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YIF alumnus steps up in response to COVID-19

Meet Parushya, a YIF alumnus who has made remarkable contributions towards COVID-19 relief measures by working with the Delhi Government to establish over 400 relief centres.

Office of PR & Communications

1 May, 2020 | 6 min read

Parushya is from the fourth batch of the Young India Fellowship (YIF). Since March, he has made remarkable contributions towards COVID-19 relief measures by working with the Delhi Government. His work has helped to establish over 400 relief centres, which have provided ration to approximately 10 lakh people. He has also worked on a collaboration with Google to release a customised map with the locations of all relief centres across Delhi. He is also currently working with a taskforce for raising funds to tackle malnutrition in children from underprivileged backgrounds. His work with the Government is voluntary. 
Here is his story. 

What is he doing?

The start of the COVID-19 lockdown in India almost immediately led to a mass migration of labor from cities towards villages and towns. Research shows that less than 3 per cent of the migrants surveyed in Lucknow and Delhi have ration cards registered in the cities. A lack of food security coupled with the fear of hostile treatment and inhospitable living conditions prompted them to flee the towns they work in.  Parushya watched from his home as the Delhi Government did its best to mitigate the ill-effects caused by the announcement. The Government mobilised a network of 1,500 food delivery points, initiated ration schemes, and established over 60 additional relief shelters. He recognised the many ways that help was still needed and how someone with his background could contribute to these relief efforts.  A former colleague inducted Parushya into the Hunger Relief Team led by the Advisor to the Deputy CM. The team uses existing research on urbanisation to inform responses to different aspects of the current crisis. This is done through mapping and need-assessment.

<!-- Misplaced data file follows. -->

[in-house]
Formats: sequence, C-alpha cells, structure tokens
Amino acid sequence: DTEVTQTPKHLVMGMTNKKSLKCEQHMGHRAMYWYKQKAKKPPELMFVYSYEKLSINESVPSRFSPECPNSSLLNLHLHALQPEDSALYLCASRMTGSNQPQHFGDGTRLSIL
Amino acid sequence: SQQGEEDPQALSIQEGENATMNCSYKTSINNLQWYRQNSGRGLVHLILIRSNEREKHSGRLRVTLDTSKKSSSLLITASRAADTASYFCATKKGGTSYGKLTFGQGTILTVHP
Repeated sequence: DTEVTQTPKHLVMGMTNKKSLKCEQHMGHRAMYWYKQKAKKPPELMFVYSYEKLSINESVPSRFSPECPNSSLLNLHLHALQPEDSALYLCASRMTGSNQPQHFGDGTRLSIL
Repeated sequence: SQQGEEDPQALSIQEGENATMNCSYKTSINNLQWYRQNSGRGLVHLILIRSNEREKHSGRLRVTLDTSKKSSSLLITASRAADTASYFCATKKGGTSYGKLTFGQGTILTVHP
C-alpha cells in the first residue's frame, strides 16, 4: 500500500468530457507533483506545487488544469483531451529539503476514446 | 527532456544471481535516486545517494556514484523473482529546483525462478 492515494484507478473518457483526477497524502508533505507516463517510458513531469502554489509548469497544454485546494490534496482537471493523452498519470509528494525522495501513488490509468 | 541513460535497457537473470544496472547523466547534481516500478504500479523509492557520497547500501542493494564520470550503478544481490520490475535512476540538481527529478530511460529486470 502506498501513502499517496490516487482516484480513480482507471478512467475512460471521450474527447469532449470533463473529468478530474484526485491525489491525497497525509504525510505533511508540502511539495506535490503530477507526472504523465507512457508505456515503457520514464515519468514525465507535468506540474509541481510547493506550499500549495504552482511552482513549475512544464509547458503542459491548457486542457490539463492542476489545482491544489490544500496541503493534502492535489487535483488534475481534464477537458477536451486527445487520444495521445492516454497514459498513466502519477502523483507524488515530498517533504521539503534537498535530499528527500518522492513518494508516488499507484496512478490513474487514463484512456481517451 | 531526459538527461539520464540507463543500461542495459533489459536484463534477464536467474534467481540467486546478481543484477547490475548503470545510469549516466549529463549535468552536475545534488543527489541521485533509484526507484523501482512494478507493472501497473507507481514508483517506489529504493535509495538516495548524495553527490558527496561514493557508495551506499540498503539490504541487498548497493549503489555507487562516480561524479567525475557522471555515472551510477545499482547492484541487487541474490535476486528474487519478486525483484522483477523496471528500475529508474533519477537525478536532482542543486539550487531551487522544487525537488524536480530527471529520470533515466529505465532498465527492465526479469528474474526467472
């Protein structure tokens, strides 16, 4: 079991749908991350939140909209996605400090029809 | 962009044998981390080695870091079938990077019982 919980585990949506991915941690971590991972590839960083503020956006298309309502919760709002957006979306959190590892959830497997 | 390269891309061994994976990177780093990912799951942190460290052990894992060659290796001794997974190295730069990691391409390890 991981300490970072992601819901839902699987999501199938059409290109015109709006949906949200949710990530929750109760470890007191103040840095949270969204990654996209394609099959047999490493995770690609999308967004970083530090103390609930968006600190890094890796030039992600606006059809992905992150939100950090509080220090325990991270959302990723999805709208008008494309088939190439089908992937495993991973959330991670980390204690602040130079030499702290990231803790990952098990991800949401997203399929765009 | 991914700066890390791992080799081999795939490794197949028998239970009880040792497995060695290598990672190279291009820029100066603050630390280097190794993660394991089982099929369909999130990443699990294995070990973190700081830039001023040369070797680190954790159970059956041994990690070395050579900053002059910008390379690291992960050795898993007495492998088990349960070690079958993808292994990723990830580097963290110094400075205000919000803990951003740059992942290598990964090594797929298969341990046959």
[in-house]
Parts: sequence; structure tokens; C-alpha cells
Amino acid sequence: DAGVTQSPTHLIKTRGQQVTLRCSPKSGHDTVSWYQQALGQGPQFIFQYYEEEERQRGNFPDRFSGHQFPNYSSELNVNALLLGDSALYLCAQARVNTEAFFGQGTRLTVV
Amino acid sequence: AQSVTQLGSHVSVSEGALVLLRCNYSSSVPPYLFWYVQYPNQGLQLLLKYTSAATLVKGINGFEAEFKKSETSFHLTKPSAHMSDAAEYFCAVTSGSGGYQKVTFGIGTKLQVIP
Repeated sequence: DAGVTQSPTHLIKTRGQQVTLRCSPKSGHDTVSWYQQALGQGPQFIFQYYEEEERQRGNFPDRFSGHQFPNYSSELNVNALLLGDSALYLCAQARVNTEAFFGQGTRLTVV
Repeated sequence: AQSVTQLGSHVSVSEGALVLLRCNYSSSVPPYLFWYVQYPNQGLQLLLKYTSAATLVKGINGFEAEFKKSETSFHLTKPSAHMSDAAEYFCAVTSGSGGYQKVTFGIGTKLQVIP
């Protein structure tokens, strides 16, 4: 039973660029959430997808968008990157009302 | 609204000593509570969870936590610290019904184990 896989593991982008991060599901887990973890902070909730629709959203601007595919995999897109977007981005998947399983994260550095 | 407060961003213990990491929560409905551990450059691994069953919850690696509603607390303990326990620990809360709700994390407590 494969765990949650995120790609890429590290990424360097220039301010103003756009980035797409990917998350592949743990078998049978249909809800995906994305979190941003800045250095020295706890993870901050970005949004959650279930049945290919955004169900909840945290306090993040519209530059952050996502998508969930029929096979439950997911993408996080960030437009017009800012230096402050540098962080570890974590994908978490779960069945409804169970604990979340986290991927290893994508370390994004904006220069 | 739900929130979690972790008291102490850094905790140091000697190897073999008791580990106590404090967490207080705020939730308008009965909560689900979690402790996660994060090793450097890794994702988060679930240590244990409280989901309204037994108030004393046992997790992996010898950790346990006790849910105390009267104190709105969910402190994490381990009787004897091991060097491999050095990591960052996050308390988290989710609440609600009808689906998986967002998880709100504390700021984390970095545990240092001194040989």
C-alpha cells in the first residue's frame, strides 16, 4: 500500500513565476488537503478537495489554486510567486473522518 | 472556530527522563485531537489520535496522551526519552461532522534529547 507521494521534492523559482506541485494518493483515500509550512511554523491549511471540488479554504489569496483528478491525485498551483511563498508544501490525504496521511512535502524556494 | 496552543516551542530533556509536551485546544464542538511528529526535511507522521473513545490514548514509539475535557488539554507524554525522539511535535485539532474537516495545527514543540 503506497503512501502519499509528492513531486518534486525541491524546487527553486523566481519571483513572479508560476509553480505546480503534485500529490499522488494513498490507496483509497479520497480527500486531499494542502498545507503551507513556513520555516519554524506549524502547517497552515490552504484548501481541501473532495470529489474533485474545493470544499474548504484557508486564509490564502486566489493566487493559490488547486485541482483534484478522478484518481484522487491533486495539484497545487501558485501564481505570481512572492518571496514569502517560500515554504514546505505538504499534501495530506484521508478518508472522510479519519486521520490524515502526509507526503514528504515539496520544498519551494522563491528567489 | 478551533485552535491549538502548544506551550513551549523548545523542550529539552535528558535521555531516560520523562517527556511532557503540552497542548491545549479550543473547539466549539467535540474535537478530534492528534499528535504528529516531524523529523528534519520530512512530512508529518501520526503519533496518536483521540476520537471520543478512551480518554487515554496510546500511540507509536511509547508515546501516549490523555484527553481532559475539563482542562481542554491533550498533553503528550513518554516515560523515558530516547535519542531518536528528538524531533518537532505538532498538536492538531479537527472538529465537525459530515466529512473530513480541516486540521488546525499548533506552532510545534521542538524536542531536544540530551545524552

How is it being done?

Mapping public data sources essentially entails releasing information on emergency relief services in an easily accessible form. The map helps streamline last-mile delivery of cooked food and has been used by civil society organisations and the general public. People can also search for the nearest night and food shelters which has been incredibly helpful in coordinating relief efforts over helplines. The team further uses this data to model future relief work. This involves creating a flexible list of facilities available for the expansion of emergency relief measures. When the Government broadened its initiatives to provide dry ration to non-ration cardholders, it also became crucial to identify temporary distribution centres in the vicinity of beneficiaries. Parushya worked to create a proximity model that identified 400 schools which were within two kms of high demand areas. As recently announced by the Delhi CM, these schools have provided ration to approximately 10 lakh people. Extremely modest, Parushya constantly asks for it to be highlighted that the highest credit for this remains with frontline workers, administration, and volunteers working on ground. 

The Fellowship

Having graduated with a degree in civil engineering, the YIF was Parushya’s first leap into the social sciences. Engineering, according to him, did a good job of providing solutions – but did not teach one how to spot problems in the first place. A liberal arts environment was an ideal place to learn the latter. During the YIF, he worked on expanding his knowledge of the development sector. Additionally, he was also a Teaching Assistant for several courses, including Urbanisation taught by Prof. Partha Mukhopadhyay. “The opportunity to use my academic experience in studying the various facets of urbanisation and apply the learnings to an actual problem faced by the system is very rewarding,” he says. 

What next?

Parushya has also recently been commissioned into a taskforce established by the Delhi Government to tackle problems related to nutrition in children from socio-economically weaker backgrounds. During this crisis, many have been deprived of their regular sources of nutrition. The six-member team is working to ensure that government-approved NGOs have the necessary funds and resources to tackle this gap. Here too, his need-assessment and mapping skills are proving to be invaluable.  Several organisations and governments across states have replicated the mapping exercise. Chennai and Bengaluru, for example, have had their facilities mapped and released in the public domain. Google has also integrated their work directly into Google Maps – from where it can be accessed by everyone. Can an initiative like this become a best practice for crisis control in the future? “It’s too soon to tell,” Parushya says.  But people like him, working round-the-clock, intend to do the best they can to ensure that no one is left behind. 

Read more here:How to use Google Maps to locate nearest hunger relief centres in DelhiDelhi govt updates Google Maps with locations for Covid-19 relief centres: Here’s how to access it

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